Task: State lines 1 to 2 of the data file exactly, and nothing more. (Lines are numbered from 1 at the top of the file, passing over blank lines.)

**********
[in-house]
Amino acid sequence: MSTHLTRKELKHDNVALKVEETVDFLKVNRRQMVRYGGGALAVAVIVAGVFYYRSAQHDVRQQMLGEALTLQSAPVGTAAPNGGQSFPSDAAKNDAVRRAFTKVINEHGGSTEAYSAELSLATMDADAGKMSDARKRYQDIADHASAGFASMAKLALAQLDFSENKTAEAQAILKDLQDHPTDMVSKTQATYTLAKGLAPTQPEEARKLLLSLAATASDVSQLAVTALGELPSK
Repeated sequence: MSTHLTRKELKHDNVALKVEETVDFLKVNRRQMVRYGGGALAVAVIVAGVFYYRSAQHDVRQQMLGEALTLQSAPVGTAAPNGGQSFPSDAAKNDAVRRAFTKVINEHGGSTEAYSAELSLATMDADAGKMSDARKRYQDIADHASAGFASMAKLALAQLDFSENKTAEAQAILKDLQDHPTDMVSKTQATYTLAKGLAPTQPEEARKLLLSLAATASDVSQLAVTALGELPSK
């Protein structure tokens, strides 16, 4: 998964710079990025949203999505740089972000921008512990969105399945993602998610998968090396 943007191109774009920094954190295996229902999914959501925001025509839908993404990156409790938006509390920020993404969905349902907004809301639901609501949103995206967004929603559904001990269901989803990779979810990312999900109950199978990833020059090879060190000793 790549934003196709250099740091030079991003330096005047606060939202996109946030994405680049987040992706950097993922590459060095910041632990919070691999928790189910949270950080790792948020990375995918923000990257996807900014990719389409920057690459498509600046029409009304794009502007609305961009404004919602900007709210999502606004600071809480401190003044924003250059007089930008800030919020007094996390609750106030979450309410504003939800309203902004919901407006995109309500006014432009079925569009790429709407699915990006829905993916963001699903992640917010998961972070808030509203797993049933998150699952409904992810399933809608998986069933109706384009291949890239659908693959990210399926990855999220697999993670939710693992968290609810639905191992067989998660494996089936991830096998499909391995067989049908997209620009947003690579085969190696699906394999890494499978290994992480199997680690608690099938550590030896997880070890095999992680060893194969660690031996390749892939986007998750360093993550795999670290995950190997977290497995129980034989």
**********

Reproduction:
[in-house]
Amino acid sequence: MSTHLTRKELKHDNVALKVEETVDFLKVNRRQMVRYGGGALAVAVIVAGVFYYRSAQHDVRQQMLGEALTLQSAPVGTAAPNGGQSFPSDAAKNDAVRRAFTKVINEHGGSTEAYSAELSLATMDADAGKMSDARKRYQDIADHASAGFASMAKLALAQLDFSENKTAEAQAILKDLQDHPTDMVSKTQATYTLAKGLAPTQPEEARKLLLSLAATASDVSQLAVTALGELPSK